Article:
He’s created a space for us all to find our own agency under the idea of kind of giving us a platform and a structure, and inside of this, you can either stick with that idea or you can diverge from it, but always being able to kind of flow back into the current.
It’s about holding multiple things at the same time. It’s about the personal identity. It’s about who’s allowed to do what in the context of what concert, in this case. It’s about banishing etiquette. It’s about the individual, and also, it’s this amazing thing where everybody gets to both be themself and also be lost in a mass of people.
Juana María Rodríguez:
Ideas of gender, age, sexuality are already mixed up constituted by these other ideas. In my book, Puta Life, many of the sex workers that I’m looking at are women that are 50 and 60 years old, not necessarily the image of sex workers that most people think of. So when we think of sexuality, sexuality’s always racialized; to think of virginity, virginity as a concept already invokes a certain kind of racial and gendered idea. So I think it’s really about challenging those and thinking about the assumptions that language carries.
In one sense, he [Julius Eastman] is not just provocateur and a brilliant, ecstatic artist who is asking people to be themselves in the work, but he’s also really a pedagogue, and these works, they teach the people that are inside of them. I mean, I view them, just like a composer like Pauline Oliveros, they are education pieces for classical musicians that convert them while they perform the pieces, and of course, we didn’t know that when we started this work with Eastman, but that’s what they did to us, and so one of our questions is always like, wow, how can we show the way that these pieces have changed us? If we look at Eastman’s relationship with his community as one where he’s trying to rattle it and shake it and change it and teach it, suddenly it becomes clear why he’s not just accepted and paid to do the work.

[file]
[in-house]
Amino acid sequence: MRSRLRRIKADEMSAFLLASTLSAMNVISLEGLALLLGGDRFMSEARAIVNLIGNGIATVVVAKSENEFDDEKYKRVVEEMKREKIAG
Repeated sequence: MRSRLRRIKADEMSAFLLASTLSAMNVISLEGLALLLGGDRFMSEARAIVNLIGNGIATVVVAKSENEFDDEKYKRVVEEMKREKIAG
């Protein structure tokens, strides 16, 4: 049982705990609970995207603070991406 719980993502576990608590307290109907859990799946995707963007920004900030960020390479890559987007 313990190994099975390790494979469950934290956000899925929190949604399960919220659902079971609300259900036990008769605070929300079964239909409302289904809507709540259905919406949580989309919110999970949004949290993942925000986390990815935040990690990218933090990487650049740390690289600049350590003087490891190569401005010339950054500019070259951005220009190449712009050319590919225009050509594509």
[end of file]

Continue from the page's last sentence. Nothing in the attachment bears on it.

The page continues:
Before people enact or build towards a new world, they often have to dream it. If the work of intersectionality, if the lens of intersectionality, is meant to help us address systems of power and eradicate those systems of oppression that predetermine and limit our life chances and opportunities, then we can think about the arts as opening up a space, a way to give us language, and practice for living otherwise, living outside, and beyond those structures that we have inherited, that we’ve been disciplined into, and if we didn’t have art to imagine something, another world, then we really are lost.